Part two of our 10-part Stantec R&D Fund 10th Anniversary Series takes us into the world of Dr. Fanbiao Lin and hydraulic engineering
Computational fluid dynamics. CFD for short. It’s the art and science—heavy on the science; there are mathematical algorithms involved—of using computers to simulate how fluids flow through engineering systems in three-dimensional (3D) space. For example, how water flows through different parts of a water or wastewater treatment plant, such as pump stations or reservoirs.
When treated sewage, known as effluent, flows out of a treatment plant, engineers must understand how it mixes into “ambient” water, like rivers and streams. Traditionally, engineers could only use one-dimensional tools or calculations done by hand to predict how effluent might behave in these mixing zones. Trouble is, rivers and streams are three-dimensional and too complex for such tools. A river’s small islands, varying widths and depths, and distorted flow distributions make it a challenge to predict mixing. And if engineers can’t accurately predict how effluent mixes with receiving water, they can’t assess if effluent discharges comply with regulatory requirements and if aquatic environments are properly protected.
Dr. Fangbiao Lin stands in front of a scale model of a pumping station currently being constructed in New Orleans
Enter Dr. Fangbiao Lin (Lynnwood, Washington). He holds a Ph.D. in Water Resources and Hydraulics, specializing in CFD, so he’s really into this stuff. And like any good researcher, he’s curious, always asking questions like, “What if we use CFD instead of one-dimensional tools to understand mixing zones of treatment plant effluent discharges?”
In 2012, Fangbiao received a Stantec R&D Fund grant (now called Greenlight) to explore this question on a couple of wastewater treatment plants in Ontario, Canada. The process involved CFD modeling, on-site monitoring, and even aerial photography to track a harmless dye to confirm the accuracy of the CFD models. Stantec’s new approach gave clients and the local regulatory agency an accurate picture of how effluent can be adequately blended into nearby streams.
On the left, an aerial photo of the Speed River in London, Ontario, shows how the Hespeler wastewater treatment plant’s effluent (made visible using a harmless dye) mixes with river water. This correlates with the CFD simulated model on the right. This shows that the model can help plant operators predict the level of treatment required when effluent flow from the plant increases in the coming decades.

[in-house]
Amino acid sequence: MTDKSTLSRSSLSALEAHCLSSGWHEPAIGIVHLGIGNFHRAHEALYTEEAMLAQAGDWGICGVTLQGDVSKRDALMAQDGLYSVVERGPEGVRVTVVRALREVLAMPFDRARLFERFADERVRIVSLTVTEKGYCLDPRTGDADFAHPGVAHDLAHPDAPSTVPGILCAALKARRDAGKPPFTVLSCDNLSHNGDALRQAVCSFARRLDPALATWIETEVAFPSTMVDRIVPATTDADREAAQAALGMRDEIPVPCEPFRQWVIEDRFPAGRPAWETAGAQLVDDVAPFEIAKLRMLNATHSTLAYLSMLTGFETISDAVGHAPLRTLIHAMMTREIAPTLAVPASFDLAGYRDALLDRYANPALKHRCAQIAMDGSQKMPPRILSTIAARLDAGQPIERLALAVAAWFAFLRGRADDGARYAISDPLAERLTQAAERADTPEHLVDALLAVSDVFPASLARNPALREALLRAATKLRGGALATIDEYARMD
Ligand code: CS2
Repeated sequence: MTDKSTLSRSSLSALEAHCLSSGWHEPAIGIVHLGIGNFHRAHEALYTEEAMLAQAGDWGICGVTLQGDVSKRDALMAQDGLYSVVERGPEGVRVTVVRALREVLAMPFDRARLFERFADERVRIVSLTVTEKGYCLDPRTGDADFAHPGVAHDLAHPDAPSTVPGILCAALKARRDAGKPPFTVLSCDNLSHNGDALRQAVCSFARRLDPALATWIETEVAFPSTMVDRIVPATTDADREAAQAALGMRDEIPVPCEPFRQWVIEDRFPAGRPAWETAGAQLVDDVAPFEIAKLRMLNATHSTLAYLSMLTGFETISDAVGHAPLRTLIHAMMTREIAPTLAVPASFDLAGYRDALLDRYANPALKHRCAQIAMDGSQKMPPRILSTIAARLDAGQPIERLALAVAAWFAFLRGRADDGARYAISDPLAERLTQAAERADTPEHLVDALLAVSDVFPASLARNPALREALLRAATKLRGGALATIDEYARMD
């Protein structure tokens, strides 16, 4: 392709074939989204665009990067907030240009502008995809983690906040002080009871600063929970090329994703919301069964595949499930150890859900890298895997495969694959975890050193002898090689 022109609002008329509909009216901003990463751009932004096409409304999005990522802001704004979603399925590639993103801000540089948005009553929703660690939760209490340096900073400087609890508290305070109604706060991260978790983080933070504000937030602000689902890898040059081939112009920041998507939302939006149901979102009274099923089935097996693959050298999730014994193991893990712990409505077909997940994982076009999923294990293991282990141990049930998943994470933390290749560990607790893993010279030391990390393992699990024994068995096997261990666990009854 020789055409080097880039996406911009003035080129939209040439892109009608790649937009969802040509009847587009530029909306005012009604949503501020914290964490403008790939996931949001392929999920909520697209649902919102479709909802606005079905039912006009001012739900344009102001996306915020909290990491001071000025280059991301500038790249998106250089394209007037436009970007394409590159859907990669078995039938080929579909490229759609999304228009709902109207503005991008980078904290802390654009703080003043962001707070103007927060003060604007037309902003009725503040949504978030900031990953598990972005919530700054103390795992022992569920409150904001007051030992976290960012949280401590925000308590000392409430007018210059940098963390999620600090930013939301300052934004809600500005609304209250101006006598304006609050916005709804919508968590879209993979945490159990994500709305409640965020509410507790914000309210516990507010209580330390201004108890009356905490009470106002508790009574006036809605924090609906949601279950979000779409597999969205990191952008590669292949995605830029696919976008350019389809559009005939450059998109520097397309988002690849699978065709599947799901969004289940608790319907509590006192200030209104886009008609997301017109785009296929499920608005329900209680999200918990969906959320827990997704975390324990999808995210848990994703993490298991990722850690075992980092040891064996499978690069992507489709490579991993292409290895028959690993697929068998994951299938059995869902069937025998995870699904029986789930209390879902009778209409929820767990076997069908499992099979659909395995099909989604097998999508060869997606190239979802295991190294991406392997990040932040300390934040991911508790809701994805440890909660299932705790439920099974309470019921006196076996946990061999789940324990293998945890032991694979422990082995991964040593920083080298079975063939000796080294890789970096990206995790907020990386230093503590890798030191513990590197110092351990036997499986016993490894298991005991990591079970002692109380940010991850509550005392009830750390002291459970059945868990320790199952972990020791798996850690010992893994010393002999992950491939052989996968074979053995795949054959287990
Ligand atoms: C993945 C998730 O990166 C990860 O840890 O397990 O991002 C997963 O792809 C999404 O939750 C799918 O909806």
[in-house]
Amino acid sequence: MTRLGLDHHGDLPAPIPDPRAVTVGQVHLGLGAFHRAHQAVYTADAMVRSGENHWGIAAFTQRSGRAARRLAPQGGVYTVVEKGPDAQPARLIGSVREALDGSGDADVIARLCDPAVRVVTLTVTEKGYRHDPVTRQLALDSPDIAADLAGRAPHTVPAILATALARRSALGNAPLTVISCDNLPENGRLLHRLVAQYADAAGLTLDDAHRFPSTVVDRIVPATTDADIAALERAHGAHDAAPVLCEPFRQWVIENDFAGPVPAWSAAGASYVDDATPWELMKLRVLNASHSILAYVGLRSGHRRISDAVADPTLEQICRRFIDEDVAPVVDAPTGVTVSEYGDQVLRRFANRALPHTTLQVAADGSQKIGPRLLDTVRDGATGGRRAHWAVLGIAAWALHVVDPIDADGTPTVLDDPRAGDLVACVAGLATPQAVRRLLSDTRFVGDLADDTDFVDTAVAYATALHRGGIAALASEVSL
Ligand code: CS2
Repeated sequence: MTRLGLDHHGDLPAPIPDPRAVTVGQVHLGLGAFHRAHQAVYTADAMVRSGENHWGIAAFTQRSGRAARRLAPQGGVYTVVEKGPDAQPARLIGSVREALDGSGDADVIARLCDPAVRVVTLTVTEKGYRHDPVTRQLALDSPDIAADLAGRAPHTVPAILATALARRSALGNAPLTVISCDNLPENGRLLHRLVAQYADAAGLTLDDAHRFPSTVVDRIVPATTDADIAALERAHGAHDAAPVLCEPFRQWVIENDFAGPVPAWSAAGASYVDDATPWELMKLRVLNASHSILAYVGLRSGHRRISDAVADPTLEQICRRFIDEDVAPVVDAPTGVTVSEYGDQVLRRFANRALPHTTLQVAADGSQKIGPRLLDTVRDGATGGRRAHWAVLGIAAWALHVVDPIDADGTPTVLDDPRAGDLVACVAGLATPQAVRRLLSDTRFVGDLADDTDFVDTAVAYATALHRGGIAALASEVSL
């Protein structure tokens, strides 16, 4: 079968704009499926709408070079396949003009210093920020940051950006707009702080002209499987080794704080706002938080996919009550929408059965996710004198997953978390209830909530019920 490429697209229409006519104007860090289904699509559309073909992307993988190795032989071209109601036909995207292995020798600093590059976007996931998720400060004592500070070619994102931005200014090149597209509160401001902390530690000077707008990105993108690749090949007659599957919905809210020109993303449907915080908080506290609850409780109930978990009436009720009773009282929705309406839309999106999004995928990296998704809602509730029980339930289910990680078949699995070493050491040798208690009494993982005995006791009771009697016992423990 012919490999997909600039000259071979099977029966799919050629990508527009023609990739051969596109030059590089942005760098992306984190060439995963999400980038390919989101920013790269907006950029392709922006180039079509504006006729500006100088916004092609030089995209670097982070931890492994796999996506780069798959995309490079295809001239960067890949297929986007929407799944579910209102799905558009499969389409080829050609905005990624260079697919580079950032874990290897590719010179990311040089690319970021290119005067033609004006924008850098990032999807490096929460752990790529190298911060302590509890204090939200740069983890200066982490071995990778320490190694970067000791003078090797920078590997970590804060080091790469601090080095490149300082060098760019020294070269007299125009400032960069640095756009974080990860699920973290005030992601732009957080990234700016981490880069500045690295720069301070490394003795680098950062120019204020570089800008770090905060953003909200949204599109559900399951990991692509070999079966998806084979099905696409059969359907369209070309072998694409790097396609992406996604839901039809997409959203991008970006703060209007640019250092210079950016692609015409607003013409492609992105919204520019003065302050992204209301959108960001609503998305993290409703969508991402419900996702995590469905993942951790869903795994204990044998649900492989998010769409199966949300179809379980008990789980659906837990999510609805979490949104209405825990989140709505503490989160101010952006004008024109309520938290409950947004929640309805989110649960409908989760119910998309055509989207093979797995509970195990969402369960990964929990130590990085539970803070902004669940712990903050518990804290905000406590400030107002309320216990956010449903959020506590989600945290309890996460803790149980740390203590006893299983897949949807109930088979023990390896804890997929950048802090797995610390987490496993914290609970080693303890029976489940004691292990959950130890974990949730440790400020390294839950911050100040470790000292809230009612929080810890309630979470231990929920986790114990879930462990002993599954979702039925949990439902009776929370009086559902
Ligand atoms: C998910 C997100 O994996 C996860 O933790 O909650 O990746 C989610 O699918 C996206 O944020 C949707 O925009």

As awareness of Fangbiao’s research grew, so did interest in applying CFD to other project types. In the past few years, he has
- Provided assessments for a paper and mulch factory in Saskatchewan
- Modeled mixing zones for a wastewater treatment plant in Colorado
- Modeled thermal plume from a Tennessee Valley Authority nuclear power plant
- Modeled diesel fume dispersions from a bus garage and train maintenance facility in Ontario
- Helped get Arizona’s Horse Mesa Pump-Storage Power Plant up and running after a 50-ton piece of concrete broke free and fell into the intake vane of Horse Mesa Dam
Fangbiao also played a key role in one of Stantec’s largest assignments, the New Orleans Permanent Canal Closures and Pumps Project (PCCP). The team used CFD modeling to design the pump wet wells and discharging piping, evaluate flow patterns upstream and downstream of bypass gate structure channels, and provide velocity and water depth for sizing riprap (rocks used to prevent shoreline erosion). The team even used CFD to model wind speeds under storm conditions inside the facility’s buildings. Combining CFD modeling—which uses ANSYS FLUENT software—with physical modeling and other traditional 1D and 2D hydraulic modeling enabled Stantec to develop designs with confidence.
In addition to water and wastewater facilities, Fangbiao has used CFD on a wide range of project types:
- Power plant hydraulics
- Bank erosion studies
- Transportation facility diesel fume tracking
- Tunnel drop shafts
- Building air quality
CFD offers many advantages over traditional physical modeling, including a shorter turn-around time, lower cost, and the ability to access models any time after a project is completed. “Design teams and clients may not understand the extent of what CFD modeling can achieve,” Fangbiao says. “The best way to educate teams is to involve them in the research and pilot studies that ultimately help their clients.”
About this article
Stantec is celebrating the 10th anniversary of our Research and Development (R&D) Fund—now called Greenlight. Through Greenlight, Stantec invests $2 million annually into our employees’ big ideas, with half the funds earmarked for scientific R&D initiatives. Greenlight is part of our Creativity & Innovation Program, which nurtures the efforts of our people to apply any idea that benefits us, our clients, or our communities, and enhances our reputation, competitive position, and ultimately our financial performance. In the coming months, we’ll be profiling 10 of our R&D grant recipients and their work, so check back often for more stories.
About the Author
Fangbiao serves as Stantec’s applied hydraulics lead. His extensive background in hydraulic modeling, fluid dynamics, and turbulence modeling complements his experience of supporting more than 100 significant design projects with practical CFD analysis.More Content by Fangbiao Lin